on becoming lighter

Refuse what you do not need.

I did not realize (or did I and chose to ignore it?) that the concept of consumerism created such a blind spot in my field of vision: thinking about the things I do not need and deciding to refuse them in my life. When one grew up with the phrase don’t look a given horse in the mouth then it’s easy to apply the horse not only to gifts but to any material thing coming along on your journey.

I started saying no to the easy ones:

  • turning down freebies – even if it’s a free pen
  • the heirlooms that the family never used but also never wanted to get rid of (although this one still is not so easy…)
  • the plastic bag that you pay for when shopping
  • food or drinks served in disposable containers (the added benefit is that this one helps to get rid of the waste around the waist)
  • the flyers passed through your car window at every traffic light

The ones that take more time and effort:

  • to not receive junk mail in one’s post box
  • to receive only electronic letters  – think of all the letters and pieces of paper you receive daily –  from school, from work, from I don’t know even where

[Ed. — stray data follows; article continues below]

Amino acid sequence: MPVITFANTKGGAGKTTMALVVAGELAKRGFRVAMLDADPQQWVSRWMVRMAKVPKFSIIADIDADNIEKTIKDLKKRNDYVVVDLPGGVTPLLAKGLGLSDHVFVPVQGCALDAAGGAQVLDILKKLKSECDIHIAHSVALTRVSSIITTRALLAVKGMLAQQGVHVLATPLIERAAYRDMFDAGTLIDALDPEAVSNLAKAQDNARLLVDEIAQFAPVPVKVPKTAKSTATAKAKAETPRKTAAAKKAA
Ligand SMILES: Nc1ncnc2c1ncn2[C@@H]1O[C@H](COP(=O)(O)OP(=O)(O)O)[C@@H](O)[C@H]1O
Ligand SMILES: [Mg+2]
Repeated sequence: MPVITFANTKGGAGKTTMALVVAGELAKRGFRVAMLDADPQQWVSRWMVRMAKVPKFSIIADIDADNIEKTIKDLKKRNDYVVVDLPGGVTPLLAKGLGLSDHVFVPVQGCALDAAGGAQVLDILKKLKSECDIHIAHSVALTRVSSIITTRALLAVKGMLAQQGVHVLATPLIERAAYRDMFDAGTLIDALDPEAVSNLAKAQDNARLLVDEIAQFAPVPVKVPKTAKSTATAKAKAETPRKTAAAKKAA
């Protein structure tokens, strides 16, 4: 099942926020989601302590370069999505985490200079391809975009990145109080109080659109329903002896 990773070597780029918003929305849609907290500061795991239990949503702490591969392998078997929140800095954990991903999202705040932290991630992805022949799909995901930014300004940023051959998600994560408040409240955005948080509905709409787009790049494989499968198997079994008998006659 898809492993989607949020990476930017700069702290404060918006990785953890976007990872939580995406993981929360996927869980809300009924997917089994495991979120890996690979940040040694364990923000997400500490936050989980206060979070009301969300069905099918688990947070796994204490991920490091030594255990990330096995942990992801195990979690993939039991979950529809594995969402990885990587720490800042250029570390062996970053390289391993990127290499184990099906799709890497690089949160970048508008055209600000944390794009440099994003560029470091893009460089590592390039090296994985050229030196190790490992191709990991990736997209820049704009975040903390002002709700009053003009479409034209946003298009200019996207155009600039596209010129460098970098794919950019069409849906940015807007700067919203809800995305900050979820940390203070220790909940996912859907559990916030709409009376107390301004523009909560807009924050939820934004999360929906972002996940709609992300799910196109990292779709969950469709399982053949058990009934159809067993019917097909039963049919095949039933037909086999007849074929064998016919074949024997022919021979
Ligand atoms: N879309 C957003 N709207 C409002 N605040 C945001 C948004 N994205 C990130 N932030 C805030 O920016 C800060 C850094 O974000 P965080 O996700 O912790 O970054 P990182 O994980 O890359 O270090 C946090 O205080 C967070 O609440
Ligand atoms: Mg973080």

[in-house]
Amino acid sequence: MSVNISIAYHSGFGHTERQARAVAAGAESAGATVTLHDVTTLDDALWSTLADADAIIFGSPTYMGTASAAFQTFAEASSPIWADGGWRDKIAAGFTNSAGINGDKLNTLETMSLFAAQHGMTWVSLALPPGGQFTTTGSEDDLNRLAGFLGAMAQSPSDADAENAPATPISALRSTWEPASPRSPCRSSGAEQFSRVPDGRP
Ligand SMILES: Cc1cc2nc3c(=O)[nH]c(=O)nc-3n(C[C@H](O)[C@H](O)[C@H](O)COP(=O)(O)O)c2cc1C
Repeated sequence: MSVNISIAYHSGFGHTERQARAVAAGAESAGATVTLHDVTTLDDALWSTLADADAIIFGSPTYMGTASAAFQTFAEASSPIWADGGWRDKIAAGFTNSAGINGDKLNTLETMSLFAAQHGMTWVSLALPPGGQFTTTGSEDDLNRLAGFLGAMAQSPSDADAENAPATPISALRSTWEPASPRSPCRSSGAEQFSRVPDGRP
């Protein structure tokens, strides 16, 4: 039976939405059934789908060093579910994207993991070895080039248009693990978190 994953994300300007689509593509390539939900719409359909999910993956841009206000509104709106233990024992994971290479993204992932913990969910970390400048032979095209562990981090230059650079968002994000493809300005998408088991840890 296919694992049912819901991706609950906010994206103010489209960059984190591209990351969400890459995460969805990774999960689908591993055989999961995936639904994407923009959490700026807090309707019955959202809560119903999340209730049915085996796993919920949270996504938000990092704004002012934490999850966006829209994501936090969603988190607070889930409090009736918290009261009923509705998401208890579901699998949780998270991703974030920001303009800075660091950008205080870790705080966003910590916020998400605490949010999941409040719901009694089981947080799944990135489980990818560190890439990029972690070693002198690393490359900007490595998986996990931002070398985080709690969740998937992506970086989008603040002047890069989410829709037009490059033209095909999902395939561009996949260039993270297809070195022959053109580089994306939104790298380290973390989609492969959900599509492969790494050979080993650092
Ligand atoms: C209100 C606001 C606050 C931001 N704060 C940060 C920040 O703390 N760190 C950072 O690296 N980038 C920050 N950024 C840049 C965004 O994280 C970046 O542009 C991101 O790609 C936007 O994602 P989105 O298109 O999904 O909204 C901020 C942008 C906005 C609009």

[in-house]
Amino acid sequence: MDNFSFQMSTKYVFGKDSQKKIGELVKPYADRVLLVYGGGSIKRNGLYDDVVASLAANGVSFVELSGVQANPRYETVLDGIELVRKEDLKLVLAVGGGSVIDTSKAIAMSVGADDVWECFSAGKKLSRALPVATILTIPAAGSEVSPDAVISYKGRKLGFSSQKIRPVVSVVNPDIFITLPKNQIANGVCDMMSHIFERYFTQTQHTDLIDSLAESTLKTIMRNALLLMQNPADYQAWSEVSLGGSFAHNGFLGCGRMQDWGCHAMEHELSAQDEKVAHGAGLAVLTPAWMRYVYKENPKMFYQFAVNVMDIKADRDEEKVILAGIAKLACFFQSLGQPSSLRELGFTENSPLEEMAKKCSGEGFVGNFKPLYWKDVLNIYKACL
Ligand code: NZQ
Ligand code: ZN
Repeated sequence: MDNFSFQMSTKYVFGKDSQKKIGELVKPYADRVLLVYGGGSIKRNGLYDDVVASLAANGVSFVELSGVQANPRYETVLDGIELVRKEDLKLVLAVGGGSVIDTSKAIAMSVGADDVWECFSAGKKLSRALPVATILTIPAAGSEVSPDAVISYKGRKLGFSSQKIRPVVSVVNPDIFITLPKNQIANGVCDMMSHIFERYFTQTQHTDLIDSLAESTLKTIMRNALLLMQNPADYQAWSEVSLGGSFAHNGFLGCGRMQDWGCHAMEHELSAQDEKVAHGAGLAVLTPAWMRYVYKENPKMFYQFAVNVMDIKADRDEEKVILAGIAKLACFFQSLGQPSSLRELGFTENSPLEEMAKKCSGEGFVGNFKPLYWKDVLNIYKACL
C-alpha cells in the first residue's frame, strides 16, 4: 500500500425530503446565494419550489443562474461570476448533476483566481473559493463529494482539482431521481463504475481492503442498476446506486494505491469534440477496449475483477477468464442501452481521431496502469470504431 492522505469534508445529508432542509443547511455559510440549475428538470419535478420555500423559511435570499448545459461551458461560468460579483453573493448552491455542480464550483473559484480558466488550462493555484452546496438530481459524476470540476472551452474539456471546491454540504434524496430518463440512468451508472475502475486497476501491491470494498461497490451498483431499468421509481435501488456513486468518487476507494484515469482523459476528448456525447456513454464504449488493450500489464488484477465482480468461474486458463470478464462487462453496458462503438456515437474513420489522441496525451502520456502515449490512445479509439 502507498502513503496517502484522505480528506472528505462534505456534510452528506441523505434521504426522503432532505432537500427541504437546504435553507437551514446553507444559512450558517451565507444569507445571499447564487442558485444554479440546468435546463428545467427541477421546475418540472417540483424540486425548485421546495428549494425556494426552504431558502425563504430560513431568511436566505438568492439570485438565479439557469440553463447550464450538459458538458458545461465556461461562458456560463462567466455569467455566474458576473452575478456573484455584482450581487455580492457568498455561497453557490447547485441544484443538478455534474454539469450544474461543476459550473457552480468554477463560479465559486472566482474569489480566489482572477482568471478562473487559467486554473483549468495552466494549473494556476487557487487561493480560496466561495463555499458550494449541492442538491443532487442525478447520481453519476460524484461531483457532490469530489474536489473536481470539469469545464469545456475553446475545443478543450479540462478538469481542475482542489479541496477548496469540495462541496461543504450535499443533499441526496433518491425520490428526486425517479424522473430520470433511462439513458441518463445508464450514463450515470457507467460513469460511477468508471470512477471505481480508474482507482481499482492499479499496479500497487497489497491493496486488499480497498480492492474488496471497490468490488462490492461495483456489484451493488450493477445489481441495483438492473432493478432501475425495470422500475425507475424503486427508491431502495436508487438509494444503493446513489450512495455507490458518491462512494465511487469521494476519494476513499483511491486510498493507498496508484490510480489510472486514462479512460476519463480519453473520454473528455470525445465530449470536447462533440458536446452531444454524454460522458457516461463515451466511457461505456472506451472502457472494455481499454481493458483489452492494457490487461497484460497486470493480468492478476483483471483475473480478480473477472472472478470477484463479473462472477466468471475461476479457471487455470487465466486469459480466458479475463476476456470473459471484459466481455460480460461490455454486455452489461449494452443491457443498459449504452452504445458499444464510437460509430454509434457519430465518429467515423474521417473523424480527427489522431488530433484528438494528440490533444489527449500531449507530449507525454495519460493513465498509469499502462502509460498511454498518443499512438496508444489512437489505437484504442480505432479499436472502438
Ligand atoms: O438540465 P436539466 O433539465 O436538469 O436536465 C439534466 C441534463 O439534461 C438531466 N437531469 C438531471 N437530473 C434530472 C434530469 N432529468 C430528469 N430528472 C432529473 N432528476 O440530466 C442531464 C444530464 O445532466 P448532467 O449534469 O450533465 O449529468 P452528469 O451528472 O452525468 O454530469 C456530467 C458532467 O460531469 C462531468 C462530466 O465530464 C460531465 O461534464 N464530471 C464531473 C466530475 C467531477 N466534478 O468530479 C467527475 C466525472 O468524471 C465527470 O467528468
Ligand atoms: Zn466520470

• to buy things that last a long time and are locally made

Then there are those items that I regularly find in the dust bin – items one could have said “no” to:

  • sticky ice cream wrappers (visiting friends and family)
  • energy bar snack wrappers (an easy lunch replacement; but is it really necessary?)
  • plastic bags for items I can’t remember the names of (plastic upon plastic upon plastic)

Does this principle apply to people in one’s life too?

And you reader, what do you find easy to refuse? And, what do you find difficult to refuse?


2 thoughts on “on becoming lighter

  1. I find plastic bags easy to refuse when out shopping and choose items with the least packaging when shopping. Minimise packaging by not buying processed food, or fast food and cooking from scratch. Iam now saying no to those things no one else wants (as we are often asked if we would like something that would have gone to the dump), having come to the realisation that I am not responsible for dealing with everyone elses waste! That has been hard for me as I hate to think of resources being sent to land fill, but it is becoming a weight for me.

    • Kate…I still find myself without a shopping bag at the counter and then buying! plastic ones…excusing myself that I can use them later (which I can, but I hate paying money for plastic bags when I have so many at home). Trying to find products with the least amount of packaging is quite something…I opened a box of tea tree soap yesterday to find it embedded in a clinging plastic wrap….yet another reminder. Thank you for taking time to share your thoughts. sonja

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